The backup retention period is long enough If the backup retention period is less than 7, it will result in a Notice. A certain period of time is needed to recover from a serious loss.
There is no general definition of how much time is enough. Therefore, I have set the defaults for AWS's automatic snapshot feature.
Audit Log output is valid If the Audit Log settings have not been configured, it will result in Critical status Leaving a log in the Database of who did something, what was done, and when it was done will enable a proper response to data losses and data leaks
Slow Query Log output is valid If Slow Query settings are not configured, it will result in Critical status If the Slow Query settings are not valid, it may not be possible to identify Queries that cause service disruptions
There is no object that uses utf8(utf8mb3) as the character set for Schema, Table and Column content If there is no object that uses utf8(utf8mb3) as the character set for Schema, Table and Column content, it will result in a Warning There will be strings that cannot be stored in utf8(utf8mb3)
It is also mentioned that they will be excluded from MySQL support in the near future.
There are Primary Keys in all tables If tables without Primary Keys are used, it will result in a Warning Primary Keys are necessary for uniquely identifying what the main body of that scheme is for and structurally identifying the records
There are no Schema, Table or Column names consisting only of strings that are reserved words. If there is a name composed only of reserved words, it will result in a Warning We are planning to render names consisting only of reserved words as unusable in the future or to require that they must always be enclosed in backquotes (`).
See 9.3 Keywords and Reserved Words for a list of reserved words

These are within the range that can be acquired from information from AWS's API and Information Schema (some mysql Schema and Performance Schema).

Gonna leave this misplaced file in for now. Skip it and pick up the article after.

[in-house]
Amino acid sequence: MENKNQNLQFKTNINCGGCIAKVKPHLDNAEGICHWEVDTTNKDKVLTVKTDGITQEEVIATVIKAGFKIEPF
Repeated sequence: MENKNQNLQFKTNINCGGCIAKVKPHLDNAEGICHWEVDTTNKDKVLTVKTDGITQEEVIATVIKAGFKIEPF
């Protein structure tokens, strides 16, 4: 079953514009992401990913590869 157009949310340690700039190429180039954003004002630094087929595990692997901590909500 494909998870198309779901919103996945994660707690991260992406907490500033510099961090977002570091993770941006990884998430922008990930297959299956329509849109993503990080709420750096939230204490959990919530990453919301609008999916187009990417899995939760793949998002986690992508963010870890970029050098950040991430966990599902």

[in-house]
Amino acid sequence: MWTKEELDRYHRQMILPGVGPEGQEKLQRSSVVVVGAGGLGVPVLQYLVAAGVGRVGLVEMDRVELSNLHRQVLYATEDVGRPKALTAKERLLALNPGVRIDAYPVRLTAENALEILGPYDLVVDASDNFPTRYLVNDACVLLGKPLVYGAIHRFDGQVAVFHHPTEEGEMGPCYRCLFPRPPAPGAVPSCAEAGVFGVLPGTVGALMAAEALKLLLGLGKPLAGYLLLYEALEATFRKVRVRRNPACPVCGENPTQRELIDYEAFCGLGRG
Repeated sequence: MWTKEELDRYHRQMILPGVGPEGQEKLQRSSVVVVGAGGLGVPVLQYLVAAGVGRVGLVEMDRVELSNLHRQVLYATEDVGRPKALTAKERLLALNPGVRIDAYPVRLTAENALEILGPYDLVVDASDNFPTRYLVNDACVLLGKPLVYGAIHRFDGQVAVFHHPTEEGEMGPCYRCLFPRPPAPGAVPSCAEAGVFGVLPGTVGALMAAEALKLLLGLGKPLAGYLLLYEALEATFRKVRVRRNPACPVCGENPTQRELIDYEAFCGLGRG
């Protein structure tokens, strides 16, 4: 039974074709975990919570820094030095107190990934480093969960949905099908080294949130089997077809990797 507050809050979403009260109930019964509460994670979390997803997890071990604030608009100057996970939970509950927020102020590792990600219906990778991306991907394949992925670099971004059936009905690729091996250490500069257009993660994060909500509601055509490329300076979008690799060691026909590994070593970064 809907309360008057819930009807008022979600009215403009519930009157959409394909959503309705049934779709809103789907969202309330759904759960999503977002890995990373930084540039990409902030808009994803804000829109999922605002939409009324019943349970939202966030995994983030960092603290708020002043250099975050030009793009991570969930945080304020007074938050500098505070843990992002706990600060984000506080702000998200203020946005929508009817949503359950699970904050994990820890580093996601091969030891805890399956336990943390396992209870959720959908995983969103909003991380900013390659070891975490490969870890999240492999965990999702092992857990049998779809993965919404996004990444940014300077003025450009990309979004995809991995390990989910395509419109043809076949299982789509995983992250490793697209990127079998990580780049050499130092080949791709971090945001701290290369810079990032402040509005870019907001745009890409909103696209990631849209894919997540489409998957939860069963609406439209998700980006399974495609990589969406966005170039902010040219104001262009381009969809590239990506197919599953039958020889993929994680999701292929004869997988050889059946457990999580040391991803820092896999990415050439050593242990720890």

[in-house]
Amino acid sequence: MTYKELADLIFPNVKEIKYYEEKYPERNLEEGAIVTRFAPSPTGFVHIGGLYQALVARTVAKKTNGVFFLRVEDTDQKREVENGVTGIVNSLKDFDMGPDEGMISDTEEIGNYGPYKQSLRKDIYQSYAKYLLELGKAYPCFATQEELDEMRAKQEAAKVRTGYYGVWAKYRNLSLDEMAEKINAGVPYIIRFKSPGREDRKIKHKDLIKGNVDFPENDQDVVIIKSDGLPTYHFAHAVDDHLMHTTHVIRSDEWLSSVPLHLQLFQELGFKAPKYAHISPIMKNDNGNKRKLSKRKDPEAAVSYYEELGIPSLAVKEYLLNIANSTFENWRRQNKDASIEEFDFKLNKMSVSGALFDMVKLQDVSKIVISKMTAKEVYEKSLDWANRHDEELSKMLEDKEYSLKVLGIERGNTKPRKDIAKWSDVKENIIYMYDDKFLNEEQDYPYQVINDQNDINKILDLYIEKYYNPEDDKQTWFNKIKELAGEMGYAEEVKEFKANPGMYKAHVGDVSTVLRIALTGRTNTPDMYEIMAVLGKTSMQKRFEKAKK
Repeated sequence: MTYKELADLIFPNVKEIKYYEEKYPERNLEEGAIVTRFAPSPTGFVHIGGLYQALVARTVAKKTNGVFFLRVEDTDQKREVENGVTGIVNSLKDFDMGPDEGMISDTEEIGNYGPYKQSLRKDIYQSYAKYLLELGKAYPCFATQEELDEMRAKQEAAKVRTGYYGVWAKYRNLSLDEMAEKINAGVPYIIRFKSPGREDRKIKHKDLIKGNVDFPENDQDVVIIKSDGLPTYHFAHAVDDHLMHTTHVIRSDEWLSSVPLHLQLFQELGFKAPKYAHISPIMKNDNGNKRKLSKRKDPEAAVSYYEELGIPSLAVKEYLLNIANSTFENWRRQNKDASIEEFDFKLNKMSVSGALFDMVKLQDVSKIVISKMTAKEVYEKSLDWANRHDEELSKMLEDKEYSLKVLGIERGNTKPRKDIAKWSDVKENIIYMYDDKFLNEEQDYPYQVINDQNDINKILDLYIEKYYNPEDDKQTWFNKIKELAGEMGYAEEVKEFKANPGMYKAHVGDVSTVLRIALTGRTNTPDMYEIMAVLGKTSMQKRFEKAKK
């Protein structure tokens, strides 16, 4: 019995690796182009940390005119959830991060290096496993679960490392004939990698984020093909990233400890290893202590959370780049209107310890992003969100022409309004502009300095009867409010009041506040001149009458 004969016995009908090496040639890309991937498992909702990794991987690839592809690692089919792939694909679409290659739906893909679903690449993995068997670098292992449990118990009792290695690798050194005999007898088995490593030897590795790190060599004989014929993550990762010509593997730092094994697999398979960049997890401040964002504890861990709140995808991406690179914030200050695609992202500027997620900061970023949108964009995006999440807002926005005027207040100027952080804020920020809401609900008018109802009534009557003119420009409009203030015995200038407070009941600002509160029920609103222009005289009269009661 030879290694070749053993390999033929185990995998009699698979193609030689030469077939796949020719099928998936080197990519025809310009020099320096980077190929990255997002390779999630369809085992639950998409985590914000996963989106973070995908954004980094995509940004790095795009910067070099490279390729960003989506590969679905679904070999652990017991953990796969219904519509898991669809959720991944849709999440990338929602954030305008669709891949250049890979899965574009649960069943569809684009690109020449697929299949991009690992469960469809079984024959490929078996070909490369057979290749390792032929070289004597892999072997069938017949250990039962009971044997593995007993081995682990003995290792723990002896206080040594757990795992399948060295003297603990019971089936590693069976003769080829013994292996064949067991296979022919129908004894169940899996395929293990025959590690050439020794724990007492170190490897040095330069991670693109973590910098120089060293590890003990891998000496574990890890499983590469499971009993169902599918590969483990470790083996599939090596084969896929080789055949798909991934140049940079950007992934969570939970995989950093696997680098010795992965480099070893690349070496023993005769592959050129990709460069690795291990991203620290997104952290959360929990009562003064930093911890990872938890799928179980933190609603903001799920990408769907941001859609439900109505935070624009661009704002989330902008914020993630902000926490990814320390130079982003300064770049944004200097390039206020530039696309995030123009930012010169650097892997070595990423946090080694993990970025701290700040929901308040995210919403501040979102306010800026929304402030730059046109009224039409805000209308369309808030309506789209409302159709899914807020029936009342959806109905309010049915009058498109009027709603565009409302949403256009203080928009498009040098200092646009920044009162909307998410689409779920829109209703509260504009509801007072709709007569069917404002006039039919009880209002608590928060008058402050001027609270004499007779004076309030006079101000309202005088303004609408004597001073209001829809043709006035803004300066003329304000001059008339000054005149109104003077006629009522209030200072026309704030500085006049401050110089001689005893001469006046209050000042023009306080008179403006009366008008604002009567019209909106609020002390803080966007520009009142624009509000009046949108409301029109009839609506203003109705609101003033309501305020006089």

Point of Automation

Script this information after acquiring it. For example, if you want to check if "there is no object that uses utf8(utf8mb3) as the character set for Schema, Table and Column content," you can obtain that information by executing the following query.

SELECT
    SCHEMA_NAME, 
    CONCAT('schema''s default character set: ', DEFAULT_CHARACTER_SET_NAME)
FROM
    information_schema.SCHEMATA
WHERE
    SCHEMA_NAME NOT IN ('information_schema', 'mysql', 'performance_schema', 'sys', 'tmp') AND 
    DEFAULT_CHARACTER_SET_NAME in ('utf8', 'utf8mb3')
UNION
SELECT
    CONCAT(TABLE_SCHEMA, ".", TABLE_NAME, ".", COLUMN_NAME),
    CONCAT('column''s default character set: ', CHARACTER_SET_NAME) as WARNING
FROM
    information_schema.COLUMNS
WHERE
    TABLE_SCHEMA NOT IN ('information_schema', 'mysql', 'performance_schema', 'sys', 'tmp') AND
    CHARACTER_SET_NAME in ('utf8', 'utf8mb3')
;

Other steps (Measure/Analyze/Improve/Control)

I will build a platform that periodically executes a scripted information acquisition query to meet the guidelines, such as the above query, and sends an alert if the result is determined to be inappropriate, which functions as a guardrail. Then I think that, for the time being, my activities as DBRE will be centered on returning to this cycle of preparing a dashboard to increase the visibility of the obtained results and having engineers on site respond.

The good thing about this guardrail mechanism is, for example, when it becomes necessary within KTC to set a rule that "among the Slow Queries that take 1 second or more, the percentage of queries from the front-end will go from 99 percent per month to 0 percent," if that rule is added, it alone can be applied to all services managed by KTC. Conversely, it is also possible to remove unnecessary rules all at once.

This is my concept of scalable database guardrails.

Summary

What do you think? In this blog post, I introduced the DBRE guardrails, which I consider as one axis around which we can perform scaling as KTC's DBRE and create a continuous value provision.

Although it is still in the construction stage, it does not use database technology as has been done up to now, and we are on the verge of creating a DBRE organization that takes into consideration how to apply this technology effectively at KTC and even how to link it to our business values. In that sense, we are now in a challenging time, and we are expending into a wide range of things, from application engineering to cloud engineering.

We want to build up these things step by step and continue to output them to everyone, so please continue to support us!

Also, if you are interested in this activity or would like to hear more about it, please feel free to contact me via Twitter DM.